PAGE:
Code Name Verity by Elizabeth E. Wein (YA Historical Fiction)

Code Name Verity
By: Elizabeth E. Wein
Genre: YA Historical Fiction
Pub Date: May 15th, 2012
Rating: PG-13 for scenes of torture
Coffee Beans: 5/5
Spoilers: No way, José!
Favorite Line: "It was cozy in perhaps the way you'd be cozy in hell." (ebook, pg 62)& "It's like being in love, discovering your best friend." (ebook, pg 80) & "And that I don't believe in God but if I did, if I did, It would be the God of Moses, angry and demanding and OUT FOR REVENGE,and…"(ebook, pg 318)

Disclaimer: I received a free copy of this book from the publisher via NetGalley in exchange for this honest review

Publisher's Summary:
Oct. 11th, 1943—A British spy plane crashes in Nazi-occupied France. Its pilot and passenger are best friends. One of the girls has a chance at survival. The other has lost the game before it's barely begun.

When "Verity" is arrested by the Gestapo, she's sure she doesn't stand a chance. As a secret agent captured in enemy territory, she's living a spy's worst nightmare. Her Nazi interrogators give her a simple choice: reveal her mission or face a grisly execution.

As she intricately weaves her confession, Verity uncovers her past, how she became friends with the pilot Maddie, and why she left Maddie in the wrecked fuselage of their plane. On each new scrap of paper, Verity battles for her life, confronting her views on courage and failure and her desperate hope to make it home. But will trading her secrets be enough to save her from the enemy?

Harrowing and beautifully written, Elizabeth Wein creates a visceral read of danger, resolve, and survival that shows just how far true friends will go to save each other. Code Name Verity is an outstanding novel that will stick with you long after the last page.

My Review:

I really hate Microsoft Word. It randomly "stopped responding" and erased everything I wrote about this book. I'm going through breathing techniques right now, trying to resist the impulse I have to throw this computer through the back yard and into the sprinklers right now.)Let's try this again, shall we?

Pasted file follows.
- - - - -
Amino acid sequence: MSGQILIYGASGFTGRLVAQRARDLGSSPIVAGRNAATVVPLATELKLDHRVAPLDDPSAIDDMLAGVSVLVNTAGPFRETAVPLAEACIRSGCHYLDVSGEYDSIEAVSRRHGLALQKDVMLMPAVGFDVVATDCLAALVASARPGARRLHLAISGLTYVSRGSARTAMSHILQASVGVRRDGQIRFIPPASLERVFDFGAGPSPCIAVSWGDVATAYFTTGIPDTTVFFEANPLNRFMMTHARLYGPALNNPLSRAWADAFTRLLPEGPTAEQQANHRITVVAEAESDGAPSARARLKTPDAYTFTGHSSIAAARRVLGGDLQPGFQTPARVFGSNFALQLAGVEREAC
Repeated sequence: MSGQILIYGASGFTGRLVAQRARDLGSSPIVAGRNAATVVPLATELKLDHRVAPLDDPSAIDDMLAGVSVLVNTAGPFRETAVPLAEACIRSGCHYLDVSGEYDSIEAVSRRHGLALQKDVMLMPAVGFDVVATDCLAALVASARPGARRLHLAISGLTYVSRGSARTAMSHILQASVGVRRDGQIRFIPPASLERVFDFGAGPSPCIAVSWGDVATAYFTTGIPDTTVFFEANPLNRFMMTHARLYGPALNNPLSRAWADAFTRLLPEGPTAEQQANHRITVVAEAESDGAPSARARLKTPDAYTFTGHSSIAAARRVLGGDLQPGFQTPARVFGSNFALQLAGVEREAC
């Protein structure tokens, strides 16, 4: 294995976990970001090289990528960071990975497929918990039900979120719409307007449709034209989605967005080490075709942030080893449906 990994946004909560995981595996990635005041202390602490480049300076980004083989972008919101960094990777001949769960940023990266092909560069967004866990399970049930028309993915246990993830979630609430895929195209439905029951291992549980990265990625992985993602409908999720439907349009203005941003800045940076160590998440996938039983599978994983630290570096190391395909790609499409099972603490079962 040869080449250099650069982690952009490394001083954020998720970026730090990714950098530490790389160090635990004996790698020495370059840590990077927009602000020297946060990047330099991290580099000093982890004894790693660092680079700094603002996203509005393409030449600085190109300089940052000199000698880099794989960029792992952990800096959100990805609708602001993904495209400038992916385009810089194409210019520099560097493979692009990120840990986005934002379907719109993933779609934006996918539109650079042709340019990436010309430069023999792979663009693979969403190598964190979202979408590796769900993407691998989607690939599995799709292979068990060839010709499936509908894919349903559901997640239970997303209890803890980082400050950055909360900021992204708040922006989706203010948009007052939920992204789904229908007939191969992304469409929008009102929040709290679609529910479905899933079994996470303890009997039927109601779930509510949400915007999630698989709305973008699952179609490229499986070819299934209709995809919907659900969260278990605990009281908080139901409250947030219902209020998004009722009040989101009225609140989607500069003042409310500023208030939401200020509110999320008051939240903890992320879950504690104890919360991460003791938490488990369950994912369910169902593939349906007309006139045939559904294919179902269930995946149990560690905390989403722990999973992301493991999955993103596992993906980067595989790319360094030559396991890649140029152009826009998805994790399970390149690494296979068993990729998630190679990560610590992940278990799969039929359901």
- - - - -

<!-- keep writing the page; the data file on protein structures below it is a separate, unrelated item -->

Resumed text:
There's not much I can say about this book without giving away the plot—which I don't want to do. This book is about the strength and love shared between best friends. About people banding together, risking everything to fight for strangers because they believe that they deserve more than what they have. It's about the deep, deep hollow that's created in one's soul at the pain someone they love is suffering through.

My throat tightened, my heart ached, my fingers kept turning pages. And at the very last page, I mourned the losses and I cherished the victories and I had hope for the lives of those who survived.

This is a fictional story, but the events that happened—the war, the Holocaust, the killing, the torture, the loss of so much—that is what I mourned at the last page of the book. Because in the end, what happened between these covers is only one of a million stories or possibilities of what some of our grandparents, parents, great-grandparents lived through. And like Wein's very last words: LEST WE FORGET.

Now, on to a more specific review. I'm not a fan of historical fiction, normally, but I decided to give this one a go (mostly because I was in an ARC requesting frenzy), and I'm so glad I did. I'm also pleased as punch that I'm reading so many good authors, as of late. Elizabeth is one of them. She is, in one word, brilliant. The story she wrote is astounding in its complexity. But you don't realize it until the last third of the book. And here's why:

The last third is told from someone else's point of view.

I'll admit, at first this really threw me for a loop. I didn't like it. I thought it was dumb. Why the heck do I want (excuse me while I obsessively save my work in Word, lest we have another melt down), why the heck do I want to read this story from another pov? I like the one I'm in (she's funny and snarky and very specifically random). And to be honest, I don't like the new voice. At first. Then I fell in love.

Both parts of the narrative are distinctly different, but neither is whole without the other. You start to pick up on clues with what the first girl had to say and how it plays into what's said in the second part. Then you start to think about the brains Wein has to construct both parts to make them independent but then a terrific mind puzzle when they're together. So brilliant.

I won't say anymore, sorry for the abrupt ending, but I don't want to risk saying anything that would ruin the story. Please, I implore you, if this book sounds even remotely interesting to you, pick it up and read it. And share it with others. It's that good.

Happy reading, my friends!

A Note on the Cover: There are two. My ARC had the two hands tied together, which is an odd cover for the type of book it is, the scene it refers to, I think was not entirely the best choice. Although it's artistically stark, I think I might slightly prefer the second cover, although, I think the girl is supposed to be Queenie on the cover, but Queenie has straw blond hair so they got it wrong. I doubt it's supposed to be Maddie. Anywho, which cover do you like better?

Cover 1Cover 2